The Hybrid Workplace and the Trust Challenge



I’ve been thinking about the concept of trust.

Being the HR enthusiast that I am, I have pondered and focused on the idea of trust and mistrust when it comes to the workplace. What makes a trusting environment, and how can feelings of trust permeate through company cultures often wrought with staunch traditions and rigidity?

What can HR do to help? The concept of trust and exchange relationships at work in their many forms needs to be on our HR radar moving forward.

There’s something to be said for trusting someone—or something—when you can physically see and tangibly reach out and shake hands or touch a physical object. Video conferencing has become a staple of work and life outside of work too, but nothing really compares to being there with people—wherever ‘there’ might be, collaborating and brainstorming; laughing and just interacting. We used to do this in conference rooms, common areas, coffee shops, and other places where people would gather.

Remember those days? Yeah, I miss them too.

Of course, one area that managers and employees alike have had to pivot this past year was that they were no longer physically able to see each other in most—if not all, daily interactions. For some, that’s been difficult from a trust perspective.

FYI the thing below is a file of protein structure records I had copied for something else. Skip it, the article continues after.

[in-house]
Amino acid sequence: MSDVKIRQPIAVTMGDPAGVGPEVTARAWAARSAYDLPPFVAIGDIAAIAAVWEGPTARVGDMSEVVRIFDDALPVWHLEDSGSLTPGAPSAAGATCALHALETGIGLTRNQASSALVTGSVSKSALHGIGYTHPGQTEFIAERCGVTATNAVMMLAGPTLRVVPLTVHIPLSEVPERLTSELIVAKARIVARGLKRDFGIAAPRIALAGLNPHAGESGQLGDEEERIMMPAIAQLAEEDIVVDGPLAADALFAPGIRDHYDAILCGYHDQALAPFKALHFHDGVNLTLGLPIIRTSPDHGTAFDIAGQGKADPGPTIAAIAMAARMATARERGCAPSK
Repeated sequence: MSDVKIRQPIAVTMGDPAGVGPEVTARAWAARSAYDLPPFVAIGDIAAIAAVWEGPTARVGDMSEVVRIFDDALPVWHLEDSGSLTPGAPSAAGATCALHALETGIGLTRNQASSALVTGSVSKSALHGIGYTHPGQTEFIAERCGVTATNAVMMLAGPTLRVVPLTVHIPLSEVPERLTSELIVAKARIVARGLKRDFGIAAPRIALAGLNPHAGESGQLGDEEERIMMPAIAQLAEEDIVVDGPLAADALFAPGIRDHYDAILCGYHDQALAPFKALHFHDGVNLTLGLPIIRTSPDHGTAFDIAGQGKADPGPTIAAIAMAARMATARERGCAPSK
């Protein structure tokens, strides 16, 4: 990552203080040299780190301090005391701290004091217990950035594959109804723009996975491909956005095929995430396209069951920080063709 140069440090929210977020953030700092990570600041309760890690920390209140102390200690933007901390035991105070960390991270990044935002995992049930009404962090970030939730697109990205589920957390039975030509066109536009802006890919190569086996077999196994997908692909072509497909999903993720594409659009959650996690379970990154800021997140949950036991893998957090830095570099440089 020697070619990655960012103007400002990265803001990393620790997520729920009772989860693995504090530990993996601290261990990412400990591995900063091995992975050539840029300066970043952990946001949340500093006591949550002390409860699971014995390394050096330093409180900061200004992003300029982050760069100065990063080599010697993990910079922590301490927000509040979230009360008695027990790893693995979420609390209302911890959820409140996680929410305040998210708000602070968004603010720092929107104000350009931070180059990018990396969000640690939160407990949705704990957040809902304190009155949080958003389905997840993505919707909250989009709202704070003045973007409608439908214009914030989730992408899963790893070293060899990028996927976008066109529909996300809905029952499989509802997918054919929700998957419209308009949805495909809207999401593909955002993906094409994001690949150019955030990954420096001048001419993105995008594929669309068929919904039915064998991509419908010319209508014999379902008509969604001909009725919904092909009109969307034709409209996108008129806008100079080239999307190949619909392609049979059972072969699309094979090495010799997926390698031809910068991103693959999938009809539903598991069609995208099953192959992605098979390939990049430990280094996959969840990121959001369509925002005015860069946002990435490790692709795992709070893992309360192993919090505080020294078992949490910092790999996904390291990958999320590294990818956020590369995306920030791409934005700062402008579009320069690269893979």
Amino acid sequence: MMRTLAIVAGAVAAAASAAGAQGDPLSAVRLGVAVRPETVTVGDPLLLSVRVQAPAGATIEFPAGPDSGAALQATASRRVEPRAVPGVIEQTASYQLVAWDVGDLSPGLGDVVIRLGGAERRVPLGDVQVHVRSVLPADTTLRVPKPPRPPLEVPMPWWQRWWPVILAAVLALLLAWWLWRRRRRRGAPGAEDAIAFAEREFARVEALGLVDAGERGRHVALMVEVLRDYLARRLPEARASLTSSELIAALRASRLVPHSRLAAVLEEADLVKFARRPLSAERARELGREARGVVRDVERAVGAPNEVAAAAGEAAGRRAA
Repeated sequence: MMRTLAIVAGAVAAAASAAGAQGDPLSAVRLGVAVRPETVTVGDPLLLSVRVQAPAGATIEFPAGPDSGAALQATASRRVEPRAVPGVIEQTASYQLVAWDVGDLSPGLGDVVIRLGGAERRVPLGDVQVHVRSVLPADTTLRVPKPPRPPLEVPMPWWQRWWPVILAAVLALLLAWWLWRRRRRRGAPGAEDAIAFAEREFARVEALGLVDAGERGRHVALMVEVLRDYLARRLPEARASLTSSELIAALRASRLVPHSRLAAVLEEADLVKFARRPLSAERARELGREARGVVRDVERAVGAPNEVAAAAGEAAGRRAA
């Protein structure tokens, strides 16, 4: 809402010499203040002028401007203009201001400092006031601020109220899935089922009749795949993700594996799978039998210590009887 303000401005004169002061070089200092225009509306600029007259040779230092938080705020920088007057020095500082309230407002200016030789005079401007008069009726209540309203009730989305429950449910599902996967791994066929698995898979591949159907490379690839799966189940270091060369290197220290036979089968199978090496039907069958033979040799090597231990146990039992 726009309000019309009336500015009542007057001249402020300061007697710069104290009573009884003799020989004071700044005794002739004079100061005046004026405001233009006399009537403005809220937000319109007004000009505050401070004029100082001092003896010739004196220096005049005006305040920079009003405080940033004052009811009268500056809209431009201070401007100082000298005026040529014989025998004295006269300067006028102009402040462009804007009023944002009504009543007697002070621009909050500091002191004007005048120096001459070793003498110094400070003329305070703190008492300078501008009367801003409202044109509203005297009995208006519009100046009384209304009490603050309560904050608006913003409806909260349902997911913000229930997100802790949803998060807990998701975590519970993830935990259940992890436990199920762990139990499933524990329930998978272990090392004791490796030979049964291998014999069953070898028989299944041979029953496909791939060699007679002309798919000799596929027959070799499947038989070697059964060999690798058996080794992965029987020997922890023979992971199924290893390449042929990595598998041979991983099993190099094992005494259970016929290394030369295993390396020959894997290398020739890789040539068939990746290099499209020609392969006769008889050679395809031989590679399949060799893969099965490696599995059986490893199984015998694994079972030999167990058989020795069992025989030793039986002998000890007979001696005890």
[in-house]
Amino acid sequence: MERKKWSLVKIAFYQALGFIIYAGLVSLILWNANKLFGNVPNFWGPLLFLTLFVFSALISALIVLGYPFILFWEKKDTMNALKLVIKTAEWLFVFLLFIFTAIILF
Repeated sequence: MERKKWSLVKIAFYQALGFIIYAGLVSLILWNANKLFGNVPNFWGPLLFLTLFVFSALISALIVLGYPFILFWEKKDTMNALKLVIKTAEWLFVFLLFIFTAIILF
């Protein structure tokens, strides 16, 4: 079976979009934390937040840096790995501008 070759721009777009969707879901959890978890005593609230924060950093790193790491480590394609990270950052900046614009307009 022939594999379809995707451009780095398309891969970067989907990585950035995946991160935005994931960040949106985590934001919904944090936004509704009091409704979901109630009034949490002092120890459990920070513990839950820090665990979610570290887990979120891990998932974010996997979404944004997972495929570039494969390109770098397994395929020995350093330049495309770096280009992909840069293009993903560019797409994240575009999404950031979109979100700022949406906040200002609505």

Why might that be?

Person to person interaction is a pillar of trust. As humans, we have become conditioned to respond and react based on visual cues, vocal cadence, eye contact, mannerisms, and body language in general. In fact, oftentimes those things are infectious and have a major impact on the energy of the environment in which we find ourselves.

I’m sure you can think of people in your life that bring sparks of energy when they enter a room, whether that be at work or elsewhere. Conversely, you may also know people who tend to shed an aura of negative energy when they enter a room.

So, what happens now that so much in-person contact has gone away, or at the very least, has been diminished? I ask this not from the perspective that remote work and work flexibility are merely outcomes of the global pandemic; rather I think it is widely accepted that these novel work arrangements are here to stay for the foreseeable future.